Implementing good SEO on your website’s pages means ensuring that every part of each individual web page is correctly optimised.
One such part that should be set up correctly is the URL, structuring it in a way that is readable to Google’s crawlers.
What is a Slug in SEO?
Before we look at how to optimise them, let’s first define the SEO definition of “slug”.
Put simply, the slug is the unique part of the URL on a specific page of your website.
Your website is made up of several pages, each of which has a unique URL.
For new websites (or even not-so-new ones) these URLs may not be structured in a way that is easily readable to Google crawlers and users as well.
Let’s look at this very page as an example. This blog post’s URL is https://www.iformat.com.au/seo-slugs; the slug, specifically, is this part: /seo-slugs
Before this was optimised, the automatic URL that WordPress produced was https://www.iformat.com.au/how-to-optimise-seo-urls-or-slugs. This is automatically generated once we input the blog’s Heading 1 into the backend of the website when publishing a blog.
This automatic URL slug is fine: it still describes the content and the focus of the page, however, it can be improved. Firstly, it is a little long, and secondly, we want to ensure it is optimised as well as possible.
A good option would be to change it to: /how-to-optimise-seo-slugs, but an even better switch would be to just make it /seo-slugs, especially if you don’t foresee writing anything else about SEO slugs in the future.
Why you need to optimise your Slug
There are several reasons why you should be optimising your slug, and each benefits either the user, Google’s crawlers, or both!
- When easily readable, your slug makes sense to both Google crawlers and web users. For example, yourwebsite.com.au/pg=1 isn’t exactly pretty, nor does it explain what can be found on the page, whereas even yourwebsite.com.au/seo-basics/slug instead of the former gives you a pretty good idea of what that page will be about.
- Clear, optimised slugs are simply more appealing to look at. This may sound like surface stuff, but again, not only is it better to see, it works on a functional level to instantly convey what a page is about, and this can improve the user experience
- When done right, an SEO-friendly slug will help your website and pages rank for target keywords
How to optimise your slug
When optimising your SEO slug, there are several factors to consider:
All good SEO practices revolve around being aware of each page’s target or focus keywords and making sure that each element in the page is in congruence with the focus keyword/s.
Just like you’d optimise the meta data of your page, ensure your slug aligns with the page’s overall purpose by including focus keywords in it.
2. Short but concise slugs
Let’s once again refer to our previous example of the automatically generated URL for this post: https://www.iformat.com.au/how-to-optimise-seo-urls-or-slugs.
The best option here is to shorten it and ensure it retains the focus keyword. This results in our final URL of https://www.iformat.com.au/seo-slugs which includes the slug “/seo-slugs“.
With shorter slugs, you’re also more likely to be a closer match to other, relevant user searches. For example, if you run “seo slug” in SEMRush’s Keyword Magic tool, you’ll find that it is close to being an exact match keyword with “slug seo,” which is the keyword with the highest search volume for that specific topic.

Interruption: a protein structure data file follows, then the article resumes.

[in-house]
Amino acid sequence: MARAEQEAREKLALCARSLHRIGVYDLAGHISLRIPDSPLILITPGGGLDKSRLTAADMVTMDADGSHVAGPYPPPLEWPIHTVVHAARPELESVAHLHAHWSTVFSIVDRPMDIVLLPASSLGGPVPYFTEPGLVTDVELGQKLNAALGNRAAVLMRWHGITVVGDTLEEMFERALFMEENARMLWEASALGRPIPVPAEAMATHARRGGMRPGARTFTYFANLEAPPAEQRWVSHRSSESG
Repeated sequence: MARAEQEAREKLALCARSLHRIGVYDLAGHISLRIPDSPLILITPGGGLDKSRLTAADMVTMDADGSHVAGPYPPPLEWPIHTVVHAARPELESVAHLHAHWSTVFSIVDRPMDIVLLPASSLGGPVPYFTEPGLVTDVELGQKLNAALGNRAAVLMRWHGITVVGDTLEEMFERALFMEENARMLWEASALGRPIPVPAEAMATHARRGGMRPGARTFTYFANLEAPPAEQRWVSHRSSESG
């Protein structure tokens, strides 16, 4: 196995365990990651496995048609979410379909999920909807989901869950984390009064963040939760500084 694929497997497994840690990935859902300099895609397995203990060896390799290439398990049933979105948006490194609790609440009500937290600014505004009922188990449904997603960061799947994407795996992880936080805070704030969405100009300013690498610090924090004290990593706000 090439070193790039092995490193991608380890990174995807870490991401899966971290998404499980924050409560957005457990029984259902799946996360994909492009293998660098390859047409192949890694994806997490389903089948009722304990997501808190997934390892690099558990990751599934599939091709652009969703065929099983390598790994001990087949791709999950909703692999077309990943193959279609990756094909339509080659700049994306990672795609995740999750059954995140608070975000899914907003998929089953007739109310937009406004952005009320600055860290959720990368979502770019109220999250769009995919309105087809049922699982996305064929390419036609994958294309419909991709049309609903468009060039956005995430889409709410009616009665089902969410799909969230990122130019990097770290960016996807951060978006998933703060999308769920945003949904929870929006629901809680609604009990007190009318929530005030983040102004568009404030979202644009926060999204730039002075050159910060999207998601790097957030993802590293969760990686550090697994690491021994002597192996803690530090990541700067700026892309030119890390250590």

3. Remove connective words
This tip aligns with the notion that while your slug should include keywords, it should also be short and concise.
It is best to remove words that are simply there to connect keywords to one another.
This is usually easily done, especially if the slug still makes sense and gives a clear idea of the subject or topic.
Words such as “a”, “to”, “is”, “from”, “of” or “and” can be removed when it comes to optimising your slug. Simply replace these connective words with dashes between keywords.
How to optimise your slug on WordPress: Step by step
Now that you know what an SEO slug is, why it needs to be optimised, and how to optimise an SEO slug, it’s time to improve your pages.
On WordPress, the process is fairly simple:
1. On WordPress the default structure for URLs may look like this: http://www.example.com/?p=123
As you have learned, slugs structured like this are not SEO or user friendly. Change your default configuration for WordPress to use the post name as the slug instead of serial numbers so it is much easier to further optimise the slug. With the default slug as the post title, in most cases you will only need to trim it down to the keyword focus and remove connective words.
2. To edit the slug into the new optimised version, go to SETTINGS / PERMALINKS
3. On WordPress, you can edit an existing slug (or change a new post’s slug from the generated default slug) right underneath the title slot. And that’s it. You’ve optimised your slug!
4. As a necessary final few steps, when you change the slug of an existing post, you have to take into consideration the fact that you have changed the URL, which means that you must create a 301 Redirect from the old URL to the new URL. This is a vital step that cannot be missed!
5. Finally, it is also important to resubmit your sitemap in Google Search Console so that Google may review your changes and make a note of the new URL.
Steps 4 and 5 above are important to ensure you do not lose or risk dropped rankings following a URL change.
Optimising your SEO slugs is a fairly simple process. But if you’re ready to take your business to the next level in the vast digital landscape, we invite you to speak to iformat today about our SEO strategies.
We offer a full suite of SEO solutions, including DIY SEO, SEO for eCommerce websites, on- and off-page SEO strategies, as well as Pay Per Click advertising.